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Experimental Investigation of the Use of Expansive Materials to Increase Permeability in Coal Seams through Expansive Fracturing
Hydration reactions of expansive materials are typically very safe, easy to induce, and low in cost, while the crushing of such materials is typically free from noise, dust, vibration, and toxic gases. In the present study, to realize the application of expansive materials in the prevention of coal seam gas disasters, the microstructure, heat release rate, and expansive pressure of expansive materials were investigated for different degrees of hydration based on temperature and pressure measurements and using a scanning electron microscope (SEM); fracture characteristics were determined based on fracture tests of coal-like materials. The results show that the expansive material with +30% water has the lowest hydration temperature (100°C). The expansive pressure of the steel tube was found to reach 57 MPa, which is deemed suitable for application in coal seams. The strain and displacement of coal-like materials were found to increase with time, with four main cracks appearing. Based on these results, it is feasible that hydration reactions of expansive materials could increase both gas drainage and permeability in coal seams, thus reducing the risk of rock burst around boreholes in coal seams.
The permeability of coal seams decreases with increasing coal seam depth, leading to simultaneous increases in gas content and pressure. Such processes result in considerable threat to production safety [1, 2]. Drilling boreholes in low-permeability coal seams typically results in the discharge of gas; previous studies have shown that optimizing the drilling position and enlarging the extracting radius can help to improve coal bed permeability [3, 4]. Recent developments in pressure relief and permeability-increasing technology include hydraulic boreholes, hydraulic fracturing, intensive drilling, and concussion blasting [5, 6]. However, these technologies have disadvantages: they are often labor intensive and require long construction periods and considerable financial investment. Therefore, investigating new pressure relief and permeability-increasing technology is important.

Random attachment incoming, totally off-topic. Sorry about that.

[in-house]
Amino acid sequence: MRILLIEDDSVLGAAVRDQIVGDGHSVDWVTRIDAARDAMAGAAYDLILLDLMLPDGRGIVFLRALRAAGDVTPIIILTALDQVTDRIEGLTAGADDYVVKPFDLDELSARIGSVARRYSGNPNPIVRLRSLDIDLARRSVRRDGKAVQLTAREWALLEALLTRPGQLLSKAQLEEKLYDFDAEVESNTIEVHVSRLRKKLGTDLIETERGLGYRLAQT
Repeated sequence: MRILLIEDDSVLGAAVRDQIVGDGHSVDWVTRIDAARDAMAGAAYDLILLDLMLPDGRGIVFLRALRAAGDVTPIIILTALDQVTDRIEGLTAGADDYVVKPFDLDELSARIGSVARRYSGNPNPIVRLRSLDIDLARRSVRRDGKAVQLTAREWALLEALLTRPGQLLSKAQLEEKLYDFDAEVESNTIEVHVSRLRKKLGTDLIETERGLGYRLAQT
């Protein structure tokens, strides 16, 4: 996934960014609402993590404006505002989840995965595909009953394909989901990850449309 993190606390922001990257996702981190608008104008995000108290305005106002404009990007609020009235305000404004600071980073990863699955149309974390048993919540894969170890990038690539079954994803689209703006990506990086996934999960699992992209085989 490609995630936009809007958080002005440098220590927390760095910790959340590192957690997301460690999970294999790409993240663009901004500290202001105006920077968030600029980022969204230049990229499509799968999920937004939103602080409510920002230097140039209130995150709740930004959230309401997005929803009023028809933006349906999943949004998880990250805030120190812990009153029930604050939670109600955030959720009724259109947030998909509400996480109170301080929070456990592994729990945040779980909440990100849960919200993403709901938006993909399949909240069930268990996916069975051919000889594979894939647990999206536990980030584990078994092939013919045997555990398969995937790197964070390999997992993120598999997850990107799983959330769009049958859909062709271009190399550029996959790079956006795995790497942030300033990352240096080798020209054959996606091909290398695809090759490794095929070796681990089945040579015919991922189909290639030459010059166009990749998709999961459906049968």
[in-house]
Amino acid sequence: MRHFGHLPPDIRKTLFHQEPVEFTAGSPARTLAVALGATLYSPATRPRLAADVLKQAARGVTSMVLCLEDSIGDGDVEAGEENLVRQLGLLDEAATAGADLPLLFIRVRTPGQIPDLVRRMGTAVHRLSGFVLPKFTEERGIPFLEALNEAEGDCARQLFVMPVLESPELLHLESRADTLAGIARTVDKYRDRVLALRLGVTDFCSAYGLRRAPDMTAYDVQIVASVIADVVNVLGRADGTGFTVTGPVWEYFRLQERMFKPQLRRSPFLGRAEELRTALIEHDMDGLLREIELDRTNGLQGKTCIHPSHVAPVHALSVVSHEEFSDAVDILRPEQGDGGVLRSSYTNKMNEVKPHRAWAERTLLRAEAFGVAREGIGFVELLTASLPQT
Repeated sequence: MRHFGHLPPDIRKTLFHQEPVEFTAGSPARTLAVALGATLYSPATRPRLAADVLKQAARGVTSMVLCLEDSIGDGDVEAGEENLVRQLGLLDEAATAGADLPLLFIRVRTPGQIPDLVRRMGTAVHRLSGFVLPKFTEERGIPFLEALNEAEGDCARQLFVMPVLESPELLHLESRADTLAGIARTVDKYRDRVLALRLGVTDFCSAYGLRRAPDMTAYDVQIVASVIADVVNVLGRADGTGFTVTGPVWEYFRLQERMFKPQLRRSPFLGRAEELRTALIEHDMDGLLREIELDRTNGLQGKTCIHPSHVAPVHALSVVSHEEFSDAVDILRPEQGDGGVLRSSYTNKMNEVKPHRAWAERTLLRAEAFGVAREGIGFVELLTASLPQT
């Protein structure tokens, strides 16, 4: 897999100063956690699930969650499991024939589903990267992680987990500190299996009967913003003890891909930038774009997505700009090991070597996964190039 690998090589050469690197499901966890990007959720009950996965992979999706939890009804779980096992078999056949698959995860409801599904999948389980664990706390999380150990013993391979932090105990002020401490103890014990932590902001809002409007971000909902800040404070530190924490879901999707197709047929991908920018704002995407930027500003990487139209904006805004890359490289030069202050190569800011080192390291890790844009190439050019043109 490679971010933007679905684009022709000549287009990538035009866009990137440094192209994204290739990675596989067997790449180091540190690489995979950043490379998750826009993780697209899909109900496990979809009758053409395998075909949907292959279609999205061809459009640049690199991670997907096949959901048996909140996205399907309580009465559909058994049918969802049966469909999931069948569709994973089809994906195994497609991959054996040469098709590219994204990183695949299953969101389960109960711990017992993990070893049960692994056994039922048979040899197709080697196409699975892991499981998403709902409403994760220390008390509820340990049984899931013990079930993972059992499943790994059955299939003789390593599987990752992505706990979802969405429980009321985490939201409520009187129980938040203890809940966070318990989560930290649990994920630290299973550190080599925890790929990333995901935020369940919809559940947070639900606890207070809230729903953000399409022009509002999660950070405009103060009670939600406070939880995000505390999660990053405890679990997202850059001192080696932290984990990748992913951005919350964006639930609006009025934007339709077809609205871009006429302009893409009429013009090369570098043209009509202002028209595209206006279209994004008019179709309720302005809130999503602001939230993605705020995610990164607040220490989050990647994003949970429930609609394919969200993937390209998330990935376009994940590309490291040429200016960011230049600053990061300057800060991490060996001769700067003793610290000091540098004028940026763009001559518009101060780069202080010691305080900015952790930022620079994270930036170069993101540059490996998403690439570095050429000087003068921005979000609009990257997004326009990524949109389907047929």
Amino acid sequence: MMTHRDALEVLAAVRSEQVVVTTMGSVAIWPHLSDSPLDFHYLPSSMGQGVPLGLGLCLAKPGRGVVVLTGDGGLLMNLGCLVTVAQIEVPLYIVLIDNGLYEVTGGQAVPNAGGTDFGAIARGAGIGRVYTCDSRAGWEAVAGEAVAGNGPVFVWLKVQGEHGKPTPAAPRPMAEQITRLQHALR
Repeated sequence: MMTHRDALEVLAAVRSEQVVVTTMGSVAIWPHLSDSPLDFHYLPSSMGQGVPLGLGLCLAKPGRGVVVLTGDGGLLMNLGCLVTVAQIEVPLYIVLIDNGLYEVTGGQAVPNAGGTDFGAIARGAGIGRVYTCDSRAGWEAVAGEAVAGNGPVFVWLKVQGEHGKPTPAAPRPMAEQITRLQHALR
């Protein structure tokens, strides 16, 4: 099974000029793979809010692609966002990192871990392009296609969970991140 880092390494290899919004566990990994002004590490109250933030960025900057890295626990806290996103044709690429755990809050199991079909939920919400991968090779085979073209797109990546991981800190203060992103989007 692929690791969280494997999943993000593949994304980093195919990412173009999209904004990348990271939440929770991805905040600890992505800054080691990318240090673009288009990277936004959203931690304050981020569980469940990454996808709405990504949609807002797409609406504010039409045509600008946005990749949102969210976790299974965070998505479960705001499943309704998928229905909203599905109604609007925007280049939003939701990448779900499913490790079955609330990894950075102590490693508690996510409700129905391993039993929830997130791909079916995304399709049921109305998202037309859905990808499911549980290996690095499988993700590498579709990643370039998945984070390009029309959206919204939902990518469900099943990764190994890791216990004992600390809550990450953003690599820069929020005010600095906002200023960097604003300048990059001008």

In the context considered here, expansive materials are gel-like cement materials that react with water and crystallize into the solid phase, resulting in an increase in their volume. The crystallization process exerts pressure on borehole walls, resulting in rock burst around the borehole when the expansive pressure and vertical tensile stress exceed the tensile strength of the surrounding brittle materials [7, 8]. In an early study, expansive cement was produced by grinding ettringite and gypsum, calcining them at 1500°C, and adding a proportion of finely ground slag . A subsequent study increased the calcination temperature of calcium oxide and obtained an expansive material containing calcium sulfate and calcium oxide . Expansive materials have also been developed by mixing calcium oxide and water in a borehole; this in situ hydration of quicklime was found to double the volume of material in the borehole, resulting in fracturing due to expansive pressure . Efforts to develop expansive materials in China were initiated in the 1950s. Early efforts investigated the sintering of high-aluminum cement with a rotary kiln and provided important guidance for future investigation of expansive materials , while a self-stressing silicate cement was developed successfully in 1957. A later study investigated the viability of using calcium oxide calcined at high temperature as an expansive source, based on analysis of the reaction mechanisms of the expansive material and on laboratory experiments and industrial testing, and developed an expansive crushing agent with a reaction pressure that can exceed 60 MPa . Expansive materials have been used widely in non-coal mining and construction blasting, and the technology is well developed. However, owing to the complexity of the coal seam environment, hydration reactions of expansive materials used in construction technology may cause some stability issues; thus, their use requires further optimization, and this technology has not yet been used in coal production.